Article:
Colonial period of South Carolina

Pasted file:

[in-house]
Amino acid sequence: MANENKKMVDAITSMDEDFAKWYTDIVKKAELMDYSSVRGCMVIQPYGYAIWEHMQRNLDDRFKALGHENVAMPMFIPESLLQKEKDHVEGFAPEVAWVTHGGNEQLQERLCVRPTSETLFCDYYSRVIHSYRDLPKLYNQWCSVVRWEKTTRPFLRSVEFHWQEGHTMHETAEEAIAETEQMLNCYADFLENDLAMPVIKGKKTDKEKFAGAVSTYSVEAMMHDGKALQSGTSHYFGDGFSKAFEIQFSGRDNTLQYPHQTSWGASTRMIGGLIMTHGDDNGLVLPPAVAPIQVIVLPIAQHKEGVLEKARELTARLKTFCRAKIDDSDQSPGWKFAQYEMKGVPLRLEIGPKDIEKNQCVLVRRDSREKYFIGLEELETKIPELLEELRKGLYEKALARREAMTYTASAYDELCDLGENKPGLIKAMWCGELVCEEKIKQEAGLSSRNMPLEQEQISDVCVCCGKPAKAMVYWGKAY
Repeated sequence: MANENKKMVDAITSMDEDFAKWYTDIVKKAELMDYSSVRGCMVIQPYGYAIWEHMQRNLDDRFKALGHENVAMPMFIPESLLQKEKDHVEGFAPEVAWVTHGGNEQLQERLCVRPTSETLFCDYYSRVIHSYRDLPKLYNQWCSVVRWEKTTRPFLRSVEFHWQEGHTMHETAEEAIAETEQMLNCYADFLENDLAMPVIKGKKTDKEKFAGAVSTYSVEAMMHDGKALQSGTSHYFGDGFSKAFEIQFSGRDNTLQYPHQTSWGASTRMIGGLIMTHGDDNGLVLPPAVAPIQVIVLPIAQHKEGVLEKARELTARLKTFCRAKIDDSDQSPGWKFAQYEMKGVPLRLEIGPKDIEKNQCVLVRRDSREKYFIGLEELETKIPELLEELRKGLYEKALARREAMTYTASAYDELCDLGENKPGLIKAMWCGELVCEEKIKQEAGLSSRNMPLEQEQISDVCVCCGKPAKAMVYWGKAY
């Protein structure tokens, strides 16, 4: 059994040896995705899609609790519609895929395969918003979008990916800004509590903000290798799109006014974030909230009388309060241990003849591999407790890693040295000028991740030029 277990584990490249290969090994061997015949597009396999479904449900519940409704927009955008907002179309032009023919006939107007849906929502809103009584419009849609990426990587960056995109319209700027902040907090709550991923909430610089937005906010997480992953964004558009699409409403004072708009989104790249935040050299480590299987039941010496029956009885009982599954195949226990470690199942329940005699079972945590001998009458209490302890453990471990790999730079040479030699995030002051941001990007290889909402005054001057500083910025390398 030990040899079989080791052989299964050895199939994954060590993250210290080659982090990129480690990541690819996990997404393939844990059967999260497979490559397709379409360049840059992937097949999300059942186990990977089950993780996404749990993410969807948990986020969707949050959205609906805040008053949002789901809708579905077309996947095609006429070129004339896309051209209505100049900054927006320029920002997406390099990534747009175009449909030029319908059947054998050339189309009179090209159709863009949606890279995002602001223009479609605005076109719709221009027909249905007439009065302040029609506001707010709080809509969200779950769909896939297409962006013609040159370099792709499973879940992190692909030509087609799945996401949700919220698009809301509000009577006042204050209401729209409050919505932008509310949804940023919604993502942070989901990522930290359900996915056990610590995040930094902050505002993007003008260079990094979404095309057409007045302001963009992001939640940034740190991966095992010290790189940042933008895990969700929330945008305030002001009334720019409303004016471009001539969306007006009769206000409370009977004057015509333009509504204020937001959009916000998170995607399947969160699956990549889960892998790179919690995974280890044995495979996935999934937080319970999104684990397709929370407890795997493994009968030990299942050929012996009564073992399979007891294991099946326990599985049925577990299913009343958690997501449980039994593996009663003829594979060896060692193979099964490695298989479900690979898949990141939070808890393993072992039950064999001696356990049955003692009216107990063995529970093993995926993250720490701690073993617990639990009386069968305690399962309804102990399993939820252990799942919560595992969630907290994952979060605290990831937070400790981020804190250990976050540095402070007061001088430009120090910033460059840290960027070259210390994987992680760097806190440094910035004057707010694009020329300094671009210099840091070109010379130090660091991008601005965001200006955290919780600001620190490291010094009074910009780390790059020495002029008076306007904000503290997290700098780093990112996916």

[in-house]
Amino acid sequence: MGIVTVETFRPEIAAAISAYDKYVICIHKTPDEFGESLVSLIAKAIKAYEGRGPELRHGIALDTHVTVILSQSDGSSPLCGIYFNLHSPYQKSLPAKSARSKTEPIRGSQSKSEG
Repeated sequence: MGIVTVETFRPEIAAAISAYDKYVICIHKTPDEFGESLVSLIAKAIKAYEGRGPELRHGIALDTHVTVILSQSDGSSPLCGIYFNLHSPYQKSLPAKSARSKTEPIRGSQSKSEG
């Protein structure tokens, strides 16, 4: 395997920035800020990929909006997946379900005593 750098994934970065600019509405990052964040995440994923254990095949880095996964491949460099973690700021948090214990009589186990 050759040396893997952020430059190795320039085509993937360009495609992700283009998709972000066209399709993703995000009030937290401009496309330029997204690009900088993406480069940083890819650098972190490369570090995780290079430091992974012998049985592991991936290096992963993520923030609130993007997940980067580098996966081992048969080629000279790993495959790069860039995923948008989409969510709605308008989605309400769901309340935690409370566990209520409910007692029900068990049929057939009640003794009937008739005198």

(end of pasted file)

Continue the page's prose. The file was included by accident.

The history of the colonial period of South Carolina focuses on the English colonization that created one of the original Thirteen Colonies. Major settlement began after 1651 as the northern half of the British colony of Carolina attracted frontiersmen from Pennsylvania and Virginia, while the poor parts were populated by wealthy English planters who set up large plantations dependent on slave labor, for the cultivation of cotton, rice, and indigo. The Province of South Carolina was separated from the Province of North Carolina in 1712. Its capital city of Charleston became a major port for traffic on the Atlantic Ocean, and South Carolina developed indigo, rice and Sea Island cotton as commodity crop exports, making it one of the most prosperous of the colonies. A strong colonial government fought wars with the local Indians, and with Spanish imperial outposts in Florida, while fending the threat of pirates. Birth rates were high, food conditions were abundant, and these offset the disease environment of malaria to produce rapid population growth among whites. With the expansion of plantation agriculture, the colony imported numerous African slaves, who comprised a majority of the population by 1708. They were integral to its development.The colony developed a system of laws and self-government and a growing commitment to Republicanism, which patriots feared was threatened by the British Empire after 1765. At the same time, men with close commercial and political ties to Great Britain tended to be Loyalists when the revolution broke out. South Carolina joined the American Revolution in 1775, but was bitterly divided between Patriots and Loyalists. The British invaded in 1780 and captured most of the state, but were finally driven out.